The envelope on the doormat
The days grow longer. No longer do I travel beneath black skies to my work each day, only to return in the same blackness. Sunlight is no longer a vague glimmer on the dull windows of my classrooms, but something that warms my skin whilst cycling home across streets filled with the scattered skeletons of burned up fireworks.
I put my bicycle in the shed. The door is slightly frozen. I walk across the wet stones of my backyard and enter my house. Through my headset I hear an enthusiastic growling coming from the top of the stairs, but I go to my living room first.
The coffee beans pulverize while the machine lets out a high pitched scream followed by the arduous pumping of water through the freshly grounded pulp. I rewind my audiobook two minutes. Since entering the house I had stopped listening.
I hang my coat on the rack, throw my gloves in the closet and bend to the stack of mail on my doormat. I curse a little, because of the explosion of leaflets that has turned the hallway into a pandemonium of bright colours and loud slogans. I collect them, and I am sad that my girlfriend does not allow me to stick a ‘no junk mail’-sticker on our letterbox.
Beneath a bright red advertisement of the cheapest supermarket the envelope sticks out like a glacier on Mars. My name is on it. It’s not a letter from the bank or my insurance and it’s not from the retirement fund to whom I send money for a pension I never expect to receive.
I exchange the leaflets in my left hand for the steaming cup of coffee. The hot air dances above the black liquid like waltzing phantoms. The soft fabric of the stairway muffles the sound of my steps as I walk upstairs. I open the door of my study, sit down in the chair in front of the desk and stare at the envelope in my right hand.
‘What’s that?’ asks Kuranes. His eyes burn like searchlights on a nightly prison yard. He sits on the far corner of the desk, on a printer that has not seen fresh ink in years.
‘A letter,’ I answer. Most others would have made a cynical remark now, told me that I stated the obvious. Not Kuranes. Even though he knows many things, there is plenty completely unfamiliar to him. The limits of his knowledge, which he takes directly from my brain, are still a mystery to me.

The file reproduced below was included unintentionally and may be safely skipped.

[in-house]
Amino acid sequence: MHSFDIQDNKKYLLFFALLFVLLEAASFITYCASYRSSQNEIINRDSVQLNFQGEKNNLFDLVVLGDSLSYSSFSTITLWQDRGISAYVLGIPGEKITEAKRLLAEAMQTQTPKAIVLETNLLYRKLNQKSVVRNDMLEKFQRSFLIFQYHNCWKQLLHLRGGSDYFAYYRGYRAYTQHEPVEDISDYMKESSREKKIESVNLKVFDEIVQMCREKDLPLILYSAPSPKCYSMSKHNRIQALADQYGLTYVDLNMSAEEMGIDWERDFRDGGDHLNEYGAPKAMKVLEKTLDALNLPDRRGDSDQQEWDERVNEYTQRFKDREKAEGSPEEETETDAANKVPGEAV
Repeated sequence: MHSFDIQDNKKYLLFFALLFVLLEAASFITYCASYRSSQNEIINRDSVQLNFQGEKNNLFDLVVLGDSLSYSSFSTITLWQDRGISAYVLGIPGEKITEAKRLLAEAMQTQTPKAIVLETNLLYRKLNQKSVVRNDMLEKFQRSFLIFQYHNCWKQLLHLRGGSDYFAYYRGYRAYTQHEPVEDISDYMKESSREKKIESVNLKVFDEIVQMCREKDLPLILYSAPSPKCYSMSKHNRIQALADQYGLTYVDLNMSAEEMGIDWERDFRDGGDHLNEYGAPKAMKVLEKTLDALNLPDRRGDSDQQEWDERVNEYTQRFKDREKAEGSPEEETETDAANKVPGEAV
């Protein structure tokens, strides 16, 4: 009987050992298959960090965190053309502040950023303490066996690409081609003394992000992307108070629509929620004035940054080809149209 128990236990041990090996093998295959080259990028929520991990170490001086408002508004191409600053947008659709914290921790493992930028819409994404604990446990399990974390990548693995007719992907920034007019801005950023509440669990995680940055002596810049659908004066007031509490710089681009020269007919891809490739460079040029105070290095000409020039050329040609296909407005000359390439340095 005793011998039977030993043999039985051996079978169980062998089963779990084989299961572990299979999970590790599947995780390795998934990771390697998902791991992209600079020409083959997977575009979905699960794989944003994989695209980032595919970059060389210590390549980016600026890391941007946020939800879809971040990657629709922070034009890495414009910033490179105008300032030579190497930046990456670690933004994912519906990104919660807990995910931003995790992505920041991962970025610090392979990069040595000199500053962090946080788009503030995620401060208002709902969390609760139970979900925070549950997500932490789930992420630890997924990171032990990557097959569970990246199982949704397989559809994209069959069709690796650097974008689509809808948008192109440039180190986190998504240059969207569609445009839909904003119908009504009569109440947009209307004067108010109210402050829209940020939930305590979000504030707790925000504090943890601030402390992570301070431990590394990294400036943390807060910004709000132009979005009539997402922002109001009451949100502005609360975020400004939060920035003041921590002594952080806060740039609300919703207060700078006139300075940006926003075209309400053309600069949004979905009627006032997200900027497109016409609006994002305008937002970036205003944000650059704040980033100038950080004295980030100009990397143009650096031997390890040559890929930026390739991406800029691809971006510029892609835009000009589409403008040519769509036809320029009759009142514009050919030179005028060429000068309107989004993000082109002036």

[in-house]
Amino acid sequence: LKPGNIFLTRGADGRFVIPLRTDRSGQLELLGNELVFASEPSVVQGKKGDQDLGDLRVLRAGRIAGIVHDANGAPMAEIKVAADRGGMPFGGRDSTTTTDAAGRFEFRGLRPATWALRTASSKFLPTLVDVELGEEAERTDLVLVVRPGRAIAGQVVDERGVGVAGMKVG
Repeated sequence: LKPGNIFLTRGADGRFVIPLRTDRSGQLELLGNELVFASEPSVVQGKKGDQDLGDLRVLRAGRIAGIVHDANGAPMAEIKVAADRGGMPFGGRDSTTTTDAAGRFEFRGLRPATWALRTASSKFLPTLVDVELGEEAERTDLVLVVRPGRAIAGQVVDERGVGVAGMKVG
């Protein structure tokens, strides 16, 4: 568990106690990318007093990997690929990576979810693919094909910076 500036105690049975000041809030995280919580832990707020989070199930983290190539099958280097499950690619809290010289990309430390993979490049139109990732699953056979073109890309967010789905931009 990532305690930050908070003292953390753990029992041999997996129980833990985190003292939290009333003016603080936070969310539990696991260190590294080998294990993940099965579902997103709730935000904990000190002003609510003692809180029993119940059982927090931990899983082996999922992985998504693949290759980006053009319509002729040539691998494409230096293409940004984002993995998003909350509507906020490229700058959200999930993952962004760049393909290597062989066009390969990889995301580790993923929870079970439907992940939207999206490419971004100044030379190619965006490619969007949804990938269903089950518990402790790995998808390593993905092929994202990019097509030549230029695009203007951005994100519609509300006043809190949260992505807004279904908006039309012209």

‘Is it a special letter?’ the creature asks.
‘I don’t know,’ I answer. ‘It feels like that, but I’ve no clue why.’
Kuranes takes the miniature sword from the pen tray and unsheathes it. My dad bought the letter opener for me in Germany, when we visited a castle. I don’t recall which. ‘Open it!’
Acknowledging the letter was all he needed, I think. As soon as the words left my mouth and reached his pointy ears he had absorbed all the information from my mind. How else could he have made the connection between the envelope and the opener?
The paper makes a satisfying sound as the dull blade tears it. I carefully release the letter from its container and unfold it. Kuranes leaps from the desk to the backrest of my seat, where his tail falls over my shoulder.
‘It’s a letter from a publisher,’ Kuranes says. He speaks my mind, as he so often does. ‘Could it be?’
My eyes scan the paper. The letter starts friendly enough. They even took the effort to call me by my name. The rest of the letter, however, is standardised.
‘Our staff has reviewed your novel manuscript and unfortunately your work does not fit in our current plans for future publishing. Kind regards.’
‘A rejection,’ I mutter, disappointed. To myself, to Kuranes.
‘The first,’ he says. ‘Did you expect the red carpet to be rolled out straight away?’
‘No,’ I lie to him. ‘Of course not.’
I know it was foolish to expect my manuscript to be accepted instantly after sending it away. Even J.K. Rowling had to survive twelve rejections before Harry Potter was finally published.
With his tiny wings Kuranes flutters back to the desk, where he grabs the cellotape with his three-fingered hands. He tears off some of the sticky plastic and snatches the letter away from me.
‘What are you doing?’ I ask the critter.
‘Sticking it to the wall,’ he growls, while he slaps the letter on the painted wood of the wall behind the desk.
‘You very well know why,’ his golden eyes glimmer humourlessly. ‘Because of what we read, in that book by that writer, about rejections.’
‘On Writing by Stephen King?’ I ask.
‘Bingo,’ Kuranes snaps his fingers, and sound fills the room like a firecracker. ‘He wrote that he pinned all his rejections on a board. That made him determined. We should do that as well.’
I look at the paper in front of me. It’s a bit crooked, and the paper is slightly off colour compared to the wall. Kuranes is right, I decide.
Downstairs I hear the sounds of boots on tiles and the jangling of keys. My girlfriend has come home.
I look at Kuranes. ‘I’m going back downstairs. I’ll see you tonight.’
‘Sure,’ he says and flies to the bookcase. He moves four big tomes and enters his resting place, behind the volumes, where he sleeps.
I close the door of my study and descend the stairs.